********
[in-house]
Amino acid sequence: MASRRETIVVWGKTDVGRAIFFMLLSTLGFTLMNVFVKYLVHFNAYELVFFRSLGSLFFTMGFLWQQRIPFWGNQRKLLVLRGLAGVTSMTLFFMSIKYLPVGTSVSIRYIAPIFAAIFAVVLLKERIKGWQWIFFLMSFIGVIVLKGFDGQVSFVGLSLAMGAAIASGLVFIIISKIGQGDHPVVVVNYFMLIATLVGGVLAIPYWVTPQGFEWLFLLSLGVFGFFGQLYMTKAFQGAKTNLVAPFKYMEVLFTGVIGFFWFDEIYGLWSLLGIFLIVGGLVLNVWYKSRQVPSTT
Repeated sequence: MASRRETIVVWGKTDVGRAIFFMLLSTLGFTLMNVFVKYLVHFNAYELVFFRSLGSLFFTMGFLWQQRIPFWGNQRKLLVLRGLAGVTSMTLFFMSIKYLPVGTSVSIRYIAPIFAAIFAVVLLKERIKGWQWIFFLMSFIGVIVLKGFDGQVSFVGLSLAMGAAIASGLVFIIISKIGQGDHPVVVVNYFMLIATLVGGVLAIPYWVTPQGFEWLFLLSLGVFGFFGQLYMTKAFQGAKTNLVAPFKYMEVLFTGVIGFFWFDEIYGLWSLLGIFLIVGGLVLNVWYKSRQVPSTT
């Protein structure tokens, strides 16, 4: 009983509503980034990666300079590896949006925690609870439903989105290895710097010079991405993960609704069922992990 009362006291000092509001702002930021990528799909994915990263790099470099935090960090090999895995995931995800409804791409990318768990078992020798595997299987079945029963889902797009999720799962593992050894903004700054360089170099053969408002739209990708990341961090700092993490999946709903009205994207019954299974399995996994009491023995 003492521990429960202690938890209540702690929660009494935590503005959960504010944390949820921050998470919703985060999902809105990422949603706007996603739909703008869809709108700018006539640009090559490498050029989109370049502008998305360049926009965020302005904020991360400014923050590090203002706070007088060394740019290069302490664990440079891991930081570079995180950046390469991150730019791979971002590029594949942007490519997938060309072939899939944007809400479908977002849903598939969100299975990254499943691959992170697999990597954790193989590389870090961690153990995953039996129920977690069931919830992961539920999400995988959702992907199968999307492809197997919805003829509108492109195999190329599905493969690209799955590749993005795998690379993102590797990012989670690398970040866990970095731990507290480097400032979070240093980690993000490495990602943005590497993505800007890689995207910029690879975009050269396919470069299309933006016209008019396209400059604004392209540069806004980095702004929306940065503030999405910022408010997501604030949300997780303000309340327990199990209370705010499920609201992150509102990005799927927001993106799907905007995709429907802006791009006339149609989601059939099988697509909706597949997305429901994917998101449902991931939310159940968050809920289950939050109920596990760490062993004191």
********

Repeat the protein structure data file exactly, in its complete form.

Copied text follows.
[in-house]
Amino acid sequence: MASRRETIVVWGKTDVGRAIFFMLLSTLGFTLMNVFVKYLVHFNAYELVFFRSLGSLFFTMGFLWQQRIPFWGNQRKLLVLRGLAGVTSMTLFFMSIKYLPVGTSVSIRYIAPIFAAIFAVVLLKERIKGWQWIFFLMSFIGVIVLKGFDGQVSFVGLSLAMGAAIASGLVFIIISKIGQGDHPVVVVNYFMLIATLVGGVLAIPYWVTPQGFEWLFLLSLGVFGFFGQLYMTKAFQGAKTNLVAPFKYMEVLFTGVIGFFWFDEIYGLWSLLGIFLIVGGLVLNVWYKSRQVPSTT
Repeated sequence: MASRRETIVVWGKTDVGRAIFFMLLSTLGFTLMNVFVKYLVHFNAYELVFFRSLGSLFFTMGFLWQQRIPFWGNQRKLLVLRGLAGVTSMTLFFMSIKYLPVGTSVSIRYIAPIFAAIFAVVLLKERIKGWQWIFFLMSFIGVIVLKGFDGQVSFVGLSLAMGAAIASGLVFIIISKIGQGDHPVVVVNYFMLIATLVGGVLAIPYWVTPQGFEWLFLLSLGVFGFFGQLYMTKAFQGAKTNLVAPFKYMEVLFTGVIGFFWFDEIYGLWSLLGIFLIVGGLVLNVWYKSRQVPSTT
């Protein structure tokens, strides 16, 4: 009983509503980034990666300079590896949006925690609870439903989105290895710097010079991405993960609704069922992990 009362006291000092509001702002930021990528799909994915990263790099470099935090960090090999895995995931995800409804791409990318768990078992020798595997299987079945029963889902797009999720799962593992050894903004700054360089170099053969408002739209990708990341961090700092993490999946709903009205994207019954299974399995996994009491023995 003492521990429960202690938890209540702690929660009494935590503005959960504010944390949820921050998470919703985060999902809105990422949603706007996603739909703008869809709108700018006539640009090559490498050029989109370049502008998305360049926009965020302005904020991360400014923050590090203002706070007088060394740019290069302490664990440079891991930081570079995180950046390469991150730019791979971002590029594949942007490519997938060309072939899939944007809400479908977002849903598939969100299975990254499943691959992170697999990597954790193989590389870090961690153990995953039996129920977690069931919830992961539920999400995988959702992907199968999307492809197997919805003829509108492109195999190329599905493969690209799955590749993005795998690379993102590797990012989670690398970040866990970095731990507290480097400032979070240093980690993000490495990602943005590497993505800007890689995207910029690879975009050269396919470069299309933006016209008019396209400059604004392209540069806004980095702004929306940065503030999405910022408010997501604030949300997780303000309340327990199990209370705010499920609201992150509102990005799927927001993106799907905007995709429907802006791009006339149609989601059939099988697509909706597949997305429901994917998101449902991931939310159940968050809920289950939050109920596990760490062993004191």